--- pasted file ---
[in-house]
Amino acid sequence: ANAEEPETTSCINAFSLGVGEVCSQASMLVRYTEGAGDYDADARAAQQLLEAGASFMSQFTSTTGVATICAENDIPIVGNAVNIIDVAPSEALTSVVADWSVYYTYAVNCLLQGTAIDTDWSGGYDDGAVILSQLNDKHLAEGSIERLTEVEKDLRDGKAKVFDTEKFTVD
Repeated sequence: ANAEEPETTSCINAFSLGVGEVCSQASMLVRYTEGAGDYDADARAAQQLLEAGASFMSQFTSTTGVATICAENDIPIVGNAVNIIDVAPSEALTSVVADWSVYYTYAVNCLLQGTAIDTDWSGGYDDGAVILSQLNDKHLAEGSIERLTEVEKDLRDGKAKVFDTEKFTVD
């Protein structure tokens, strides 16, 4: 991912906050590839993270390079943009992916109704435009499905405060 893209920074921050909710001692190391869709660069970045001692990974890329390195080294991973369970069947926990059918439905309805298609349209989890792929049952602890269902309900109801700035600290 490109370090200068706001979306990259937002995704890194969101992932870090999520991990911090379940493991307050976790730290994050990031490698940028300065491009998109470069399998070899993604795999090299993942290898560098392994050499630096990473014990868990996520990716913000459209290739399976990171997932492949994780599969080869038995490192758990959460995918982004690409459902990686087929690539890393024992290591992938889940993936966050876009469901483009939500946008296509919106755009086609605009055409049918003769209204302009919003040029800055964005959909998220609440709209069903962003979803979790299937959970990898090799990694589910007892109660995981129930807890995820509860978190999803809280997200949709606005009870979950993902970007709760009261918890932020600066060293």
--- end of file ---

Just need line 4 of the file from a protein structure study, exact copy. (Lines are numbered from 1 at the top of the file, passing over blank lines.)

């Protein structure tokens, strides 16, 4: 991912906050590839993270390079943009992916109704435009499905405060 893209920074921050909710001692190391869709660069970045001692990974890329390195080294991973369970069947926990059918439905309805298609349209989890792929049952602890269902309900109801700035600290 490109370090200068706001979306990259937002995704890194969101992932870090999520991990911090379940493991307050976790730290994050990031490698940028300065491009998109470069399998070899993604795999090299993942290898560098392994050499630096990473014990868990996520990716913000459209290739399976990171997932492949994780599969080869038995490192758990959460995918982004690409459902990686087929690539890393024992290591992938889940993936966050876009469901483009939500946008296509919106755009086609605009055409049918003769209204302009919003040029800055964005959909998220609440709209069903962003979803979790299937959970990898090799990694589910007892109660995981129930807890995820509860978190999803809280997200949709606005009870979950993902970007709760009261918890932020600066060293």